The story

Awakened is a non-fictional graphic novel, based on ten years of ethnographic and archival research in Thailand, that tells the story of Nok, an old blind man who sells lottery tickets in Bangkok. One morning, Nok and his wife Gai, a sarcastic migrant worker, decide to leave the city for good and head back to their native village. How did Nok lose his sight? Why are they running away from the city?

The story follows Nok as he walks Bangkok’s streets for the last time, trying to get rid of his last five lottery tickets. Each ticket he sells, Nok encounters a person, an object, a smell, or a noise that bring him back to a period of his life. Through an alternation of reflections on contemporary Bangkok and flashbacks to his past, we reconstruct Nok’s trajectory, his love story with Gai, the ups and downs of their migrant lives, as well as those of an entire country around them.

Awakened is a story of migration to the city and distant families in the countryside; a story of economic development eating its land and children and of political protest choked in blood. Ultimately, it is a story about contemporary Thailand and how the waves of historical changes lift, engulf, or crash two ordinary people.

Why are three Italians writing about Thailand?

This project was born out of 10 years of ethnographic and historical research conducted by our writer in Thailand. Over that time he lived there, learned the language, interviewed hundreds of people and spent hours and hours in archives. In 2010 he witnessed the biggest political protest in the country history, one in which 100 people were shot down by military snipers. He did all of this as an academic,  writing papers, books, and articles. Yet he realized that in his work, the stories of the amazing, courageous, and insanely human people he met suffered, buried in academic jargon and journalistic sensationalism.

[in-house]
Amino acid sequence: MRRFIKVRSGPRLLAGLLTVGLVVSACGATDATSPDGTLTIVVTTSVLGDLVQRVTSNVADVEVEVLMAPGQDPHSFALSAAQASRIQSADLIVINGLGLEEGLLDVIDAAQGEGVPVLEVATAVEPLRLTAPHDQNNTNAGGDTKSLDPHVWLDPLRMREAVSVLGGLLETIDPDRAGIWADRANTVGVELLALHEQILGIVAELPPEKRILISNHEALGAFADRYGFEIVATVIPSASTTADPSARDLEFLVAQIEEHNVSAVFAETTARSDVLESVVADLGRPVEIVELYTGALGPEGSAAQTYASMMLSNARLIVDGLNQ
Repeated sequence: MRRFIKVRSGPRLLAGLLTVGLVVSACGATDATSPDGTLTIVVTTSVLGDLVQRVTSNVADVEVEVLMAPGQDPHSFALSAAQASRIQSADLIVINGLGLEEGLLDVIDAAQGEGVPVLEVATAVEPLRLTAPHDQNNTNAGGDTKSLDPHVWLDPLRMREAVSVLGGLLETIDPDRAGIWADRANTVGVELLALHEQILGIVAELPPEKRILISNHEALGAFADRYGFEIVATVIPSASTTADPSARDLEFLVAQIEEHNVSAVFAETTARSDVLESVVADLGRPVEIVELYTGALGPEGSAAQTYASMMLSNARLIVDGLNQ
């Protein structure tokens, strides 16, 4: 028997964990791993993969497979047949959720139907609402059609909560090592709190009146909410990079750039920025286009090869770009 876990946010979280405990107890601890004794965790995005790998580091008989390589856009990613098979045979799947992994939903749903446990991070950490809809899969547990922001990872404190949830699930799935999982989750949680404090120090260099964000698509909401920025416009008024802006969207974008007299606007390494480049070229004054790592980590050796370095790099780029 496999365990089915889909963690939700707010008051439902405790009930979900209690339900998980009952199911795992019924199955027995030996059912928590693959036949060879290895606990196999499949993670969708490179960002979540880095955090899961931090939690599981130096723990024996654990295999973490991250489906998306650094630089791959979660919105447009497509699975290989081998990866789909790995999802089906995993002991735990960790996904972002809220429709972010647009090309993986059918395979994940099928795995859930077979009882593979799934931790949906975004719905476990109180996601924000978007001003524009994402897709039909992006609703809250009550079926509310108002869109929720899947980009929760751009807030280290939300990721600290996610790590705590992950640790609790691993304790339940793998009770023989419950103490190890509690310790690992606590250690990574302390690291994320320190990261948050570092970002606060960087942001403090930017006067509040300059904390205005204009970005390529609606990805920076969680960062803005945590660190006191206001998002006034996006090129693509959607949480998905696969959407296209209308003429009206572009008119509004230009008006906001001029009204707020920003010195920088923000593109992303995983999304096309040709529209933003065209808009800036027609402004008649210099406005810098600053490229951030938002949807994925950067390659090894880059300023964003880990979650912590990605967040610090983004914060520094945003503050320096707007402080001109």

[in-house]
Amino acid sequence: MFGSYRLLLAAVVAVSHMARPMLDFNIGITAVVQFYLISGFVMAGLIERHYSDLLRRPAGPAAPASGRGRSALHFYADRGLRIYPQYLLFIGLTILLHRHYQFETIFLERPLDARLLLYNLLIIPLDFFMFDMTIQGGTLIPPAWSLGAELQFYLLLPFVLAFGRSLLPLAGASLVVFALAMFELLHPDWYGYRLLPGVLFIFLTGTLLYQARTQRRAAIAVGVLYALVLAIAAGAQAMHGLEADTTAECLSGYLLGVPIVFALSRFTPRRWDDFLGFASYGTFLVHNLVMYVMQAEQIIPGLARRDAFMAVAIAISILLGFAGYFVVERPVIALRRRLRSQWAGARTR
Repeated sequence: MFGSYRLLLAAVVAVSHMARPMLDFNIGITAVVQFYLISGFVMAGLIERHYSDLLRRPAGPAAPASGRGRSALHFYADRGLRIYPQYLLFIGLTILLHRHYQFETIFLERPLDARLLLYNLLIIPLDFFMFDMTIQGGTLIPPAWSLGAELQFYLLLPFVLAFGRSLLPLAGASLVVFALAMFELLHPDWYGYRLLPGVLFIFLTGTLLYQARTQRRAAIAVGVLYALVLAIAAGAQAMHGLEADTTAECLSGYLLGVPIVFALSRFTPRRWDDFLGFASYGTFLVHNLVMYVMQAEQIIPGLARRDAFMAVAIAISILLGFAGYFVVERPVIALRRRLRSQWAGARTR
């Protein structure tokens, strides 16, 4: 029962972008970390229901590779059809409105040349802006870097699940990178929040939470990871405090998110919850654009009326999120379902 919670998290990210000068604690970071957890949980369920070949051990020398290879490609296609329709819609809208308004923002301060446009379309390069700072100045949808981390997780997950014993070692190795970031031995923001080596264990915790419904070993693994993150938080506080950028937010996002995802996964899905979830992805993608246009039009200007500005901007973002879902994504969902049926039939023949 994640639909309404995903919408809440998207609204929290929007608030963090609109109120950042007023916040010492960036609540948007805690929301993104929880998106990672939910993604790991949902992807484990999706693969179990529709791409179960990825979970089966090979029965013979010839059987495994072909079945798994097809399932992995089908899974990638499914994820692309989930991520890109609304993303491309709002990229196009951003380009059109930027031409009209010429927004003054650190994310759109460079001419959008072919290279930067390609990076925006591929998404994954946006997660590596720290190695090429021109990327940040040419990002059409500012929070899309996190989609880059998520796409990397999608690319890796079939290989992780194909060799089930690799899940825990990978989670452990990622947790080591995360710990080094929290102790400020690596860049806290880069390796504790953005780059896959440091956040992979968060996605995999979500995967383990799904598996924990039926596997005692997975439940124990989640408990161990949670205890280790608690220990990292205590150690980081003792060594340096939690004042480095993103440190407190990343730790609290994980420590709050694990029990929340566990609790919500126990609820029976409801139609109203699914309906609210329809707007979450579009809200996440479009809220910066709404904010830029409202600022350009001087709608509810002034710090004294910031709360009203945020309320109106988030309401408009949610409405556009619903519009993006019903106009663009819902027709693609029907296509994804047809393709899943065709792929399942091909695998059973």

Those stories needed to be at the centre and to be told to a wider audience. For this reason, we decided to start a collaboration mixing his in-depth knowledge of the country with the fresh eyes of an international artist and producer. In 2014, when a military government staged a coup in Thailand, a new sense of urgency emerged. We decided to use comics as a mean to fight the authoritarian erasure of the migrants who allow Bangkok to exist and fought in its streets in 2010 but were being  imprisoned and silenced. Hence our refusal of use the classic narrative structure for this kind of graphic novel in which  the central character and narrator is the the foreign researcher/journalist/traveler. We wanted local protagonists and decided to base every line in our graphic novel on real interviews with people we spent years talking to. While Nok, Gai, Hong, and the other characters are not real human beings, each part of their stories, their dreams, and their frustrations are based on actual people we met in Thailand.